We just opened up a new part of a building last year. The Wizard, he moved into his own apartment there. It’s not a shelter. He signed a lease. He’s cooking meals in his own kitchen. That took about a year and a half: getting him first to come indoors, then, once indoors, to stay indoors.

JJ: What sort of opportunities are there for volunteers?

SKG: We have a number of volunteer opportunities that we really try to make meaningful for the volunteer and supportive of what our residents need. It could range from hosting a monthly birthday party for all the kids on that property to working in our kitchens and helping to prepare a meal. Another option that is not on-site but that is truly beneficial is doing a collection. We have corporations that do, for example, Toothpaste Tuesdays or diapers on Friday and then donating that to us. 

We just had a teenager do a fabulous reading-cooking club. She would read children’s books to little kids that all had some food association, like “If You Give a Mouse a Cookie,” and they would make cookies. 

We have a tremendous amount of community volunteers through high schools. A lot of them provide assistance through Homework Club. We even have little kids coming on-site. They might be sorting welcome baskets. 

JJ: Beyond providing for their basic needs, what can LAFH do to foster a sense of pride and drive in the clients, especially the kids? 

SKG: They have to earn it here. We have Scrub Day Fridays. Residents have to give back and help clean. There is a lot of focus in our family programs on educating, and educational enrichment. We have a lot of incentives to help our kids succeed academically. 

One of the things we do really well: We celebrate milestones all along our residents’ journeys. We don’t just celebrate when they move into permanent housing. We recognize that a kid gets a great attendance record. If he got a C on a spelling test and he hadn’t been engaged before, we celebrate that. If someone gets a certificate in a job training program, we celebrate. We don’t just celebrate the getting the job. I think that fosters a great sense of pride in the accomplishments that each resident is achieving.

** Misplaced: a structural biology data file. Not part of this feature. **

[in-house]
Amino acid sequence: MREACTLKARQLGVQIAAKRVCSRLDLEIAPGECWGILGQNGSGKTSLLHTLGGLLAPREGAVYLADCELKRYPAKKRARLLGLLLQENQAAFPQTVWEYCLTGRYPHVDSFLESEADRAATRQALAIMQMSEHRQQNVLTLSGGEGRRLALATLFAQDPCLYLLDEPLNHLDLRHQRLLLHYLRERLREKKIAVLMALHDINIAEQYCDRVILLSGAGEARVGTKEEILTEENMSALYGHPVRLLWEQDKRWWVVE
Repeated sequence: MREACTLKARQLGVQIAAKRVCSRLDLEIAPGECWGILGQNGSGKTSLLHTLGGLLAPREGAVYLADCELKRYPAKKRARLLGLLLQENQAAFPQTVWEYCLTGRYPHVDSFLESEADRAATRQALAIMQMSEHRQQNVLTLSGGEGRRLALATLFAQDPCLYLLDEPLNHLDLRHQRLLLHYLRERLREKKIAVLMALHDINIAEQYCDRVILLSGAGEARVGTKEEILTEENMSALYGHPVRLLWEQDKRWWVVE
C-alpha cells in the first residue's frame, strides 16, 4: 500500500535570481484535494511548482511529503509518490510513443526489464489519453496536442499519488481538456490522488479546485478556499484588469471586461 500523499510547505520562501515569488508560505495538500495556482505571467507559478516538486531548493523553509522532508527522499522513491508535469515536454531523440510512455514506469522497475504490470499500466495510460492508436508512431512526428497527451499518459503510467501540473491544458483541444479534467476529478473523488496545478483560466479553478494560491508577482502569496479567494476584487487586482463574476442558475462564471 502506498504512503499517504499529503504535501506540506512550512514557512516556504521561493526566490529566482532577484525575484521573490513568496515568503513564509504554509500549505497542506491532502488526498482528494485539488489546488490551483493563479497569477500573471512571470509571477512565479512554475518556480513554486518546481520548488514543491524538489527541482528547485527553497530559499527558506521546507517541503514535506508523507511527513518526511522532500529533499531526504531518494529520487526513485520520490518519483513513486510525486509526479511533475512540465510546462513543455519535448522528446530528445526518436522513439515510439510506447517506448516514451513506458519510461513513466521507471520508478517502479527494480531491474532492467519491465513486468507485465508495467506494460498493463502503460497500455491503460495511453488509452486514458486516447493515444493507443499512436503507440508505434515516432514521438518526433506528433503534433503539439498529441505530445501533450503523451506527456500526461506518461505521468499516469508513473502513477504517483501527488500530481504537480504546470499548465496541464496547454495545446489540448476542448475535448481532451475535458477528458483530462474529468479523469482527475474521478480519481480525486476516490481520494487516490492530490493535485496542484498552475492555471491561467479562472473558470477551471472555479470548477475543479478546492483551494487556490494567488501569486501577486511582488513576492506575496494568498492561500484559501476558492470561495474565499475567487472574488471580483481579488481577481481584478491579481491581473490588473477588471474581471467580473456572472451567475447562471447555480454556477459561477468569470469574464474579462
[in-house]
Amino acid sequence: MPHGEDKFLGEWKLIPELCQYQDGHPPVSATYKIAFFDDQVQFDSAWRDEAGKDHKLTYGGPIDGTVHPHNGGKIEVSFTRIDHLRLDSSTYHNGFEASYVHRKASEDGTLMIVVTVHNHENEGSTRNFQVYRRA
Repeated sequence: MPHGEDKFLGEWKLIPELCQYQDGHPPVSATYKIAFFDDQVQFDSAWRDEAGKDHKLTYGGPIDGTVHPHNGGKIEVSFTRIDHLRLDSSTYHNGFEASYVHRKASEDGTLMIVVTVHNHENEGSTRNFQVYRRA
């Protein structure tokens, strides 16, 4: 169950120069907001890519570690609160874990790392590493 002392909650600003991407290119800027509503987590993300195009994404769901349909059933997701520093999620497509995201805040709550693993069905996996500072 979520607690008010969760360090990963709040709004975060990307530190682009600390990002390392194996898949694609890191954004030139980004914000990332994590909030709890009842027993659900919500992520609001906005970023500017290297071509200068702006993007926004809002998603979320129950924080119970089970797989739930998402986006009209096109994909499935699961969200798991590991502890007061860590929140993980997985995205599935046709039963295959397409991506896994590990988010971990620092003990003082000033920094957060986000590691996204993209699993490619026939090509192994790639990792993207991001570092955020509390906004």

We [also] have a mandatory savings program.

JJ: There’s a bank at LAFH?

SKG: Yes there is, without any fees. Many of our residents don’t have any form of credit. We do a lot of work on creating budgets and savings. There is tremendous pride when a resident leaves and realizes they saved $2,000. 

They are supposed to save 80 percent of their income no matter what their income is. Remember, they don’t have any expenses when they are living here. They are going to have a lot of expenses when they move out. It doesn’t matter if you’re getting $200 a month in general relief or earning $1,200 a month — we want you to save 80 percent so you leave with some cushion and you get in the good habit of saving.

JJ: Can you share a success story?

SKG: Fara’s story is a wonderful success story. She [and her four children] moved out of the shelter about four years ago. They have remained stable and successful. The mom is Fara, and the oldest daughter is Fara also. They lived here for three years. Fara [the daughter] is only 15 now. She was, like, 11 when she lived here. These were really children who grew up homeless.

That they succeeded in their transition out of homelessness — a single mom with a lot of barriers — this is the proudest, happiest family unit you could meet. Fara [the daughter] is a successful cheerleader in high school, getting straight A’s. … What Fara’s daughter always says is, “My mom always taught us not to let our situation define us. It’s because of her we succeeded.” 

Powerful Trio; House is a Home


A Powerful Trio

It was a night to acknowledge accomplished women Nov. 1, when 300 people celebrated the Anti-Defamation League’s (ADL) 12th annual Deborah Awards. This year’s honorees, Louise Bryson of Lifetime Entertainment, Shelley Freeman of Wells Fargo Bank and Monica Lozano of La Opinion, were honored for their commitment to philanthropy, community and diversity. The event, which raised more than $200,000 for the ADL, included a speech from Caitlin Lang, a former ADL intern and Sugihara Fellow, who spoke about the A World Of Difference Institute educational program and how her life has changed through her work with the ADL.